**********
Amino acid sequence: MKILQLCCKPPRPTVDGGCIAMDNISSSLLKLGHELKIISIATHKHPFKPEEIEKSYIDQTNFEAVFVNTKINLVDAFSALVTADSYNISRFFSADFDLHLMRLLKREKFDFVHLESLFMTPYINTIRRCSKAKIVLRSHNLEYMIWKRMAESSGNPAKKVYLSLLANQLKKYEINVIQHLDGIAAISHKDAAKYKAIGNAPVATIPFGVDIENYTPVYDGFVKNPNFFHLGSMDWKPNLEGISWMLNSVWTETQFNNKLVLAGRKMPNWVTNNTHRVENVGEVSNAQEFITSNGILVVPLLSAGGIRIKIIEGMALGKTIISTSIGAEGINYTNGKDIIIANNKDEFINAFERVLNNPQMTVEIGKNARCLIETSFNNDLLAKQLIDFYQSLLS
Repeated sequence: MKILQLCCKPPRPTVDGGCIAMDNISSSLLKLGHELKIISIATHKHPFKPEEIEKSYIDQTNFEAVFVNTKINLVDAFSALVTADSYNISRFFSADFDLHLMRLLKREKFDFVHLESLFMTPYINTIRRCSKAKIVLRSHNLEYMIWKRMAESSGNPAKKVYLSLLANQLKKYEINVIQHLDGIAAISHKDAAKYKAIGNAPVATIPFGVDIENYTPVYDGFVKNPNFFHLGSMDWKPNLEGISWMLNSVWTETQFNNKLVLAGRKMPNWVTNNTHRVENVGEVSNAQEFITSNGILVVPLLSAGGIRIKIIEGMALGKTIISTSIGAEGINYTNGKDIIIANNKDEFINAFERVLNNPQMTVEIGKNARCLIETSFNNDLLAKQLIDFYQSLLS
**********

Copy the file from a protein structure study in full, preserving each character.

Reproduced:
Amino acid sequence: MKILQLCCKPPRPTVDGGCIAMDNISSSLLKLGHELKIISIATHKHPFKPEEIEKSYIDQTNFEAVFVNTKINLVDAFSALVTADSYNISRFFSADFDLHLMRLLKREKFDFVHLESLFMTPYINTIRRCSKAKIVLRSHNLEYMIWKRMAESSGNPAKKVYLSLLANQLKKYEINVIQHLDGIAAISHKDAAKYKAIGNAPVATIPFGVDIENYTPVYDGFVKNPNFFHLGSMDWKPNLEGISWMLNSVWTETQFNNKLVLAGRKMPNWVTNNTHRVENVGEVSNAQEFITSNGILVVPLLSAGGIRIKIIEGMALGKTIISTSIGAEGINYTNGKDIIIANNKDEFINAFERVLNNPQMTVEIGKNARCLIETSFNNDLLAKQLIDFYQSLLS
Repeated sequence: MKILQLCCKPPRPTVDGGCIAMDNISSSLLKLGHELKIISIATHKHPFKPEEIEKSYIDQTNFEAVFVNTKINLVDAFSALVTADSYNISRFFSADFDLHLMRLLKREKFDFVHLESLFMTPYINTIRRCSKAKIVLRSHNLEYMIWKRMAESSGNPAKKVYLSLLANQLKKYEINVIQHLDGIAAISHKDAAKYKAIGNAPVATIPFGVDIENYTPVYDGFVKNPNFFHLGSMDWKPNLEGISWMLNSVWTETQFNNKLVLAGRKMPNWVTNNTHRVENVGEVSNAQEFITSNGILVVPLLSAGGIRIKIIEGMALGKTIISTSIGAEGINYTNGKDIIIANNKDEFINAFERVLNNPQMTVEIGKNARCLIETSFNNDLLAKQLIDFYQSLLS